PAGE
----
This is the chalet where the girls are staying
I printed out a route from viamichelin.com, we pulled the route up on the maps on our phones, AND we plugged it into our GPS - then we were off. I'm happy to report that we only got lost once on the way down, and thanks to my friend's text, we weren't stuck in traffic for as long as we could have been. She told me about another route to take to get us off the congested highway. Thank goodness! We were stuck on the crowded highway for probably 1/2 hour and even that little amount was almost enough to make us cranky. Almost, because we agreed before we left to try and just take the trip as it would come - getting lost, traffic, etc. Just go with it and try not to get frustrated.
We walked around the town with the dogs for quite awhile exploring, and then decided it was time for some lunch. We put the dogs back in the car to hang out while we went & ate. We found a promising looking place that had a wood-burning pizza oven, and since we are always on the lookout for good pizza for our friend Brad and all the folks at PizzaQuest.com we decided to give it a try. We knew we would be eating plenty of typical French food over the next few days so we were excited for some tasty pizza. It's always a risk in France to get pizza - while you can find it everywhere, it is often very disappointing. Too doughy, too saucy, undercooked, weird toppings you don't recognize that shouldn't be on pizza, etc.
Chez Carlotta was cute on the inside and smelled delicious, but only 1 other table had customers. We never know if that is truly a bad sign as we always seem to get the timing of our meals off - we eat too early! We got seated at a tiny table way at the back of the restaurant where it felt nice and cozy. The menu featured lots of salads and pizzas, and an offer of Lasagna Bolognese. They also had daily specials on the board as almost all restaurants do. S was very intrigued by the Lasagna Bolognese, and I chose the pizza of the day that featured egg (cooked like an omelet), potatoes, tomato sauce and ham (jambon blanc). Why this was called the Pizza Tortilla I'm not entirely sure other than it could have been a variation of a Spanish Omelet with the egg being the tortilla? I got it without the ham as I'm still just not a huge ham fan. We had salads to start and they were very good. So often the lettuce here is just so amazingly fresh and delicious that we love to get salads. Plus the true "French dressing" apparently is NOT the stuff bottled in American, but a mustard-type vinaigrette. It is almost the same dressing everywhere - luckily we like it. We ordered 1/2 bottle of chianti to go with our meal (since we still had to drive). I just love how easy it is to get 1/2 bottles of decent wine in France - I wish America had them on menus more often.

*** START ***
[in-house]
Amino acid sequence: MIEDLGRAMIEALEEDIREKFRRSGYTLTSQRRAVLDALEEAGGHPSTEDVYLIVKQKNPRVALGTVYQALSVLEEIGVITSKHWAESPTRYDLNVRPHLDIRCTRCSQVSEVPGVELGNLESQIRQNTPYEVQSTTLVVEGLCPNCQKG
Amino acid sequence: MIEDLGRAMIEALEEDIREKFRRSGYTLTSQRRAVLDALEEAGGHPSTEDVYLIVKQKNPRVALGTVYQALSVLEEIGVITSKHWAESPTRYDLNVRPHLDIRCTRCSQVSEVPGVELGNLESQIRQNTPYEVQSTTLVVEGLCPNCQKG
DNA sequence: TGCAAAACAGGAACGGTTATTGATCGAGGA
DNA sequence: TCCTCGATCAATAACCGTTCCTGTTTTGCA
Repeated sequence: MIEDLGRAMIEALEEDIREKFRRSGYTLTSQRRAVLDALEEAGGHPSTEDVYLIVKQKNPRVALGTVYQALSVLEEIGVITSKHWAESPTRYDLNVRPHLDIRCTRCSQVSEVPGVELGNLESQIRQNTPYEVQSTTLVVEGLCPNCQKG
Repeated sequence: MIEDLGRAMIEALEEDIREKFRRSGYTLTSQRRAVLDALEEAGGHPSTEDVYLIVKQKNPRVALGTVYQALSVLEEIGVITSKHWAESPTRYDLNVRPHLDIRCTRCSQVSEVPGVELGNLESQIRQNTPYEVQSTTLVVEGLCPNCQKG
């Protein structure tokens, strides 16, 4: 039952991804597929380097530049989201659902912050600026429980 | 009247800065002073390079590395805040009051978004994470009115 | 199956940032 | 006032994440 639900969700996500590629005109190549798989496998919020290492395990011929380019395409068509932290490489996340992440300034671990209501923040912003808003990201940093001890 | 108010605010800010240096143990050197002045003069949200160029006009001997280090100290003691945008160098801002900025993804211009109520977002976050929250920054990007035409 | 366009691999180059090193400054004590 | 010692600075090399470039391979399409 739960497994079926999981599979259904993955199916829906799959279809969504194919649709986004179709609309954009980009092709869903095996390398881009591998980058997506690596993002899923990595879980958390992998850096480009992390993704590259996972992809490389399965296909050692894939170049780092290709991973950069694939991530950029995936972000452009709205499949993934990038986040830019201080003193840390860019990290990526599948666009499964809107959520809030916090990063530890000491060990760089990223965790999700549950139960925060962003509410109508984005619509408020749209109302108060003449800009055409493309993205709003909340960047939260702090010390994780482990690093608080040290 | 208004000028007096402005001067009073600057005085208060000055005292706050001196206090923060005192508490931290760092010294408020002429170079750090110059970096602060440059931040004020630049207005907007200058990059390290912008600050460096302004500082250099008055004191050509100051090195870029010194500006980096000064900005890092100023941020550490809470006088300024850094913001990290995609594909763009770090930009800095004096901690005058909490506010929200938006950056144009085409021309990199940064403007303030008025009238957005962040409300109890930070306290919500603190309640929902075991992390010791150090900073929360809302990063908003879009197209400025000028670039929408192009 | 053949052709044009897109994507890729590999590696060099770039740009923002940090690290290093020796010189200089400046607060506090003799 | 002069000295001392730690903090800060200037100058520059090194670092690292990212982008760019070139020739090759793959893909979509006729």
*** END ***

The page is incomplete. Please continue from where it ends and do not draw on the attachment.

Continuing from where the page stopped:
S's lasagna arrived hot & bubbling - he even took a video of it sizzling away. The pizza looked very promising when it landed on our table - thin crust, and slightly burned from the wood oven. When I bit into it I was very happy - it was just as I hoped. Good crust tasting of quality flour, not soggy under the toppings, not too much pizza sauce - just freshly smashed tomatoes - not overwhelmingly cheesy, and the egg and potato were tasty additions. Overall we were very pleased and happy with our find. The only flaw was the dessert. We ordered the chocolate cake with crème anglaise, and unfortunately it was rather dry and uninspired - kind of tasted like a strange brownie. The crème anglaise was tasty so we tried to roll each bite of cake in the sauce to make it a bit more moist and tasty. Another pleasant discovery - things are much cheaper here “in the country” than where we live next to Paris! The lasagna was 8 euros, the pizza was 10 euros, the cake was 3.50 - such a small price compared to Paris. All in all, a good restaurant we would return to and bring friends with us.
After lunch, we got back in the car and headed off again. I had additional sites planned for us to see before hitting our final destination. Next up on the list was the village of Vézelay to see the Basilique Ste-Madeleine - the largest Romanesque church in France. It also claimed in the past to guard the relics of St. Mary Magdalene, and if you go down into the crypt there is a display that supposedly contains a relic of Mary Magdalene. The church was very beautiful and full of light – again freezing cold inside. The medieval town of Vézelay looked very charming as we drove up the narrow streets to visit the Basilique – full of character and interesting buildings. Like many of the other towns we would visit on this trip, it seemed surprisingly empty. I guess February is not a busy time in Burgundy! We drove through many villages on our trip and would rarely see even one person. Very quiet and peaceful, but a little strange also. Behind the church was a beautiful area where you could enjoy views out over the valleys and hills of Vézelay.
|Even Zoe likes the view|
|Enter the village through this "gate"|
|S enjoying the cheapest beer we've had in France!|
|OK, I thought those other things in the bowl were mushrooms. But looking at this pic it looks suspiciously like a snail!|
|This sauce was made with the famous stinky cheese|
|The trio of crème brûlées - see all the liquid?|